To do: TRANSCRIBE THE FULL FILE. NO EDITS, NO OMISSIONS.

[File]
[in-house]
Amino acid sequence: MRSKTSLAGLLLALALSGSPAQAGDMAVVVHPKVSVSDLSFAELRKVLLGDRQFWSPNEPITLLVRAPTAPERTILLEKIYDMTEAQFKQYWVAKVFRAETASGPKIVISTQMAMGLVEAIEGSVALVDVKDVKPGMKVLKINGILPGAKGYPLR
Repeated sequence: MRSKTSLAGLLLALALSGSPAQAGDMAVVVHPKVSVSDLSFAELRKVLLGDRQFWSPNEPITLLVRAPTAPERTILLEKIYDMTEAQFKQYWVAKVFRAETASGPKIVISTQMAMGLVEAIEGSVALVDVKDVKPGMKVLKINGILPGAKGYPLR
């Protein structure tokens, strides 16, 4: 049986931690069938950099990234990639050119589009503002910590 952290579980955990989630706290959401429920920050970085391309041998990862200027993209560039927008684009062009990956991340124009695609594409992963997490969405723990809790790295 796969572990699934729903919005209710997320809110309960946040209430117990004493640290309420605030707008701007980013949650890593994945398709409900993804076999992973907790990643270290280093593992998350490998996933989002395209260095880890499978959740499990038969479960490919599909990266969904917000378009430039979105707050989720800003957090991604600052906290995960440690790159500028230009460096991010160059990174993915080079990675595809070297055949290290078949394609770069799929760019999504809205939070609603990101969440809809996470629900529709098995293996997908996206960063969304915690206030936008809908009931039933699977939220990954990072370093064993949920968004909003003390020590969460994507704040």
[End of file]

[in-house]
Amino acid sequence: MRSKTSLAGLLLALALSGSPAQAGDMAVVVHPKVSVSDLSFAELRKVLLGDRQFWSPNEPITLLVRAPTAPERTILLEKIYDMTEAQFKQYWVAKVFRAETASGPKIVISTQMAMGLVEAIEGSVALVDVKDVKPGMKVLKINGILPGAKGYPLR
Repeated sequence: MRSKTSLAGLLLALALSGSPAQAGDMAVVVHPKVSVSDLSFAELRKVLLGDRQFWSPNEPITLLVRAPTAPERTILLEKIYDMTEAQFKQYWVAKVFRAETASGPKIVISTQMAMGLVEAIEGSVALVDVKDVKPGMKVLKINGILPGAKGYPLR
């Protein structure tokens, strides 16, 4: 049986931690069938950099990234990639050119589009503002910590 952290579980955990989630706290959401429920920050970085391309041998990862200027993209560039927008684009062009990956991340124009695609594409992963997490969405723990809790790295 796969572990699934729903919005209710997320809110309960946040209430117990004493640290309420605030707008701007980013949650890593994945398709409900993804076999992973907790990643270290280093593992998350490998996933989002395209260095880890499978959740499990038969479960490919599909990266969904917000378009430039979105707050989720800003957090991604600052906290995960440690790159500028230009460096991010160059990174993915080079990675595809070297055949290290078949394609770069799929760019999504809205939070609603990101969440809809996470629900529709098995293996997908996206960063969304915690206030936008809908009931039933699977939220990954990072370093064993949920968004909003003390020590969460994507704040």